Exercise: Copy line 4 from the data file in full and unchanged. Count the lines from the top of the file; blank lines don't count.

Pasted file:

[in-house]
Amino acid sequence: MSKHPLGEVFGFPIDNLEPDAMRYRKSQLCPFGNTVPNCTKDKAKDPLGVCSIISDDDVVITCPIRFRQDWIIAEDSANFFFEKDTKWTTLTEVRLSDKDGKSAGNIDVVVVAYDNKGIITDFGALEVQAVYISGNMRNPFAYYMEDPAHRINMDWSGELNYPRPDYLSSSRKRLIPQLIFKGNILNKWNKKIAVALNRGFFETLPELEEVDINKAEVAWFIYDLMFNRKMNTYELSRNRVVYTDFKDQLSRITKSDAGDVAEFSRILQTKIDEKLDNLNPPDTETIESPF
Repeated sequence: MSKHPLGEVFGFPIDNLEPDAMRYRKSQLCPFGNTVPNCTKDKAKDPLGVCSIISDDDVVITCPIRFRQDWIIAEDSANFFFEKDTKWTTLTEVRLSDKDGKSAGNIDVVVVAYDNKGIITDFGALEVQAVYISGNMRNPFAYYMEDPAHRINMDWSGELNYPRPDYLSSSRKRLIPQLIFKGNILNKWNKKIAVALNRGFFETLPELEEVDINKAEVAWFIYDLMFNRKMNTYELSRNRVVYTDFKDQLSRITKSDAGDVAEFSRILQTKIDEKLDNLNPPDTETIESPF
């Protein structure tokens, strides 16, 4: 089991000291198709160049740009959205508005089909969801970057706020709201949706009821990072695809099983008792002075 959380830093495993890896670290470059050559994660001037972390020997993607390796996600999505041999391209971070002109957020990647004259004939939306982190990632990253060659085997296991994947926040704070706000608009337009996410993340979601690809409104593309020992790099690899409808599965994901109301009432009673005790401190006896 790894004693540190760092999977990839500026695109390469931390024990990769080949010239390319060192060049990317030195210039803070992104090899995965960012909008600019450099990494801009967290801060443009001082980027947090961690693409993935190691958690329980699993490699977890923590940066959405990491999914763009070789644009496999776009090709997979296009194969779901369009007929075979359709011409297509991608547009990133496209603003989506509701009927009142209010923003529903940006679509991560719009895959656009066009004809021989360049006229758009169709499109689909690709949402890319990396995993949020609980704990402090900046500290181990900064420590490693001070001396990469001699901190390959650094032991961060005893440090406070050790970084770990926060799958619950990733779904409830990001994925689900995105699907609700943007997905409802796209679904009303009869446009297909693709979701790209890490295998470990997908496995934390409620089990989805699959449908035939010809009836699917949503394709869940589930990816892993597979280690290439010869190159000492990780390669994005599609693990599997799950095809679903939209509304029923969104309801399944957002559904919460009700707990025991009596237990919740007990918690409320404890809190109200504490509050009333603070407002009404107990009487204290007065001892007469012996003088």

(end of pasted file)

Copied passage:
């Protein structure tokens, strides 16, 4: 089991000291198709160049740009959205508005089909969801970057706020709201949706009821990072695809099983008792002075 959380830093495993890896670290470059050559994660001037972390020997993607390796996600999505041999391209971070002109957020990647004259004939939306982190990632990253060659085997296991994947926040704070706000608009337009996410993340979601690809409104593309020992790099690899409808599965994901109301009432009673005790401190006896 790894004693540190760092999977990839500026695109390469931390024990990769080949010239390319060192060049990317030195210039803070992104090899995965960012909008600019450099990494801009967290801060443009001082980027947090961690693409993935190691958690329980699993490699977890923590940066959405990491999914763009070789644009496999776009090709997979296009194969779901369009007929075979359709011409297509991608547009990133496209603003989506509701009927009142209010923003529903940006679509991560719009895959656009066009004809021989360049006229758009169709499109689909690709949402890319990396995993949020609980704990402090900046500290181990900064420590490693001070001396990469001699901190390959650094032991961060005893440090406070050790970084770990926060799958619950990733779904409830990001994925689900995105699907609700943007997905409802796209679904009303009869446009297909693709979701790209890490295998470990997908496995934390409620089990989805699959449908035939010809009836699917949503394709869940589930990816892993597979280690290439010869190159000492990780390669994005599609693990599997799950095809679903939209509304029923969104309801399944957002559904919460009700707990025991009596237990919740007990918690409320404890809190109200504490509050009333603070407002009404107990009487204290007065001892007469012996003088």